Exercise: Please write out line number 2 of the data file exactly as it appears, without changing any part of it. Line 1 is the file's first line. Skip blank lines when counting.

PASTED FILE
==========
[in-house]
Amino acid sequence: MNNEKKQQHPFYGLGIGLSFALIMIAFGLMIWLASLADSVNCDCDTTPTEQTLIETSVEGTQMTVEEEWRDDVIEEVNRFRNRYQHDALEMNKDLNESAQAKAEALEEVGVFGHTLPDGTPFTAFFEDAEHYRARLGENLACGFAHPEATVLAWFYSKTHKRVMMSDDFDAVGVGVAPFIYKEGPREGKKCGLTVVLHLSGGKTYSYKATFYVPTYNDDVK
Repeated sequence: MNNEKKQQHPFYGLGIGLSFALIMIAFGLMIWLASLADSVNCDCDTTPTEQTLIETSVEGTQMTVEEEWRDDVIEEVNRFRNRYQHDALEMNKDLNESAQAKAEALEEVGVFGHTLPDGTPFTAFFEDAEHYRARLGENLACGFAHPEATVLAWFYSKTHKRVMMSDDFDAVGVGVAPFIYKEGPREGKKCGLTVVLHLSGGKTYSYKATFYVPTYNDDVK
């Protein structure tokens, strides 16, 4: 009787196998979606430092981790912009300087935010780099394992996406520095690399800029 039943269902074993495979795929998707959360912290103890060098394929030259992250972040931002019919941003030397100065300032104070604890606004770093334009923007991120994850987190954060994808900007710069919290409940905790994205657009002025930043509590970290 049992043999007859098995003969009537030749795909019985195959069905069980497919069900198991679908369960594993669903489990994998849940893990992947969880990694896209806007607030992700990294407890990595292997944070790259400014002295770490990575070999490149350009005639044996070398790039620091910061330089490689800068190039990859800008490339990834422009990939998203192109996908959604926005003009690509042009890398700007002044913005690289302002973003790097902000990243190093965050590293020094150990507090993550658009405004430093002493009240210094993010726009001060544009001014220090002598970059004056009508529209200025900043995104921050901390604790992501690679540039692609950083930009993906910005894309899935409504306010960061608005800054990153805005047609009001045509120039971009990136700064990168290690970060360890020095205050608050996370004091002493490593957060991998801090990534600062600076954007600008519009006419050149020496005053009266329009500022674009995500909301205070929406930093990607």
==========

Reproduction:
Amino acid sequence: MNNEKKQQHPFYGLGIGLSFALIMIAFGLMIWLASLADSVNCDCDTTPTEQTLIETSVEGTQMTVEEEWRDDVIEEVNRFRNRYQHDALEMNKDLNESAQAKAEALEEVGVFGHTLPDGTPFTAFFEDAEHYRARLGENLACGFAHPEATVLAWFYSKTHKRVMMSDDFDAVGVGVAPFIYKEGPREGKKCGLTVVLHLSGGKTYSYKATFYVPTYNDDVK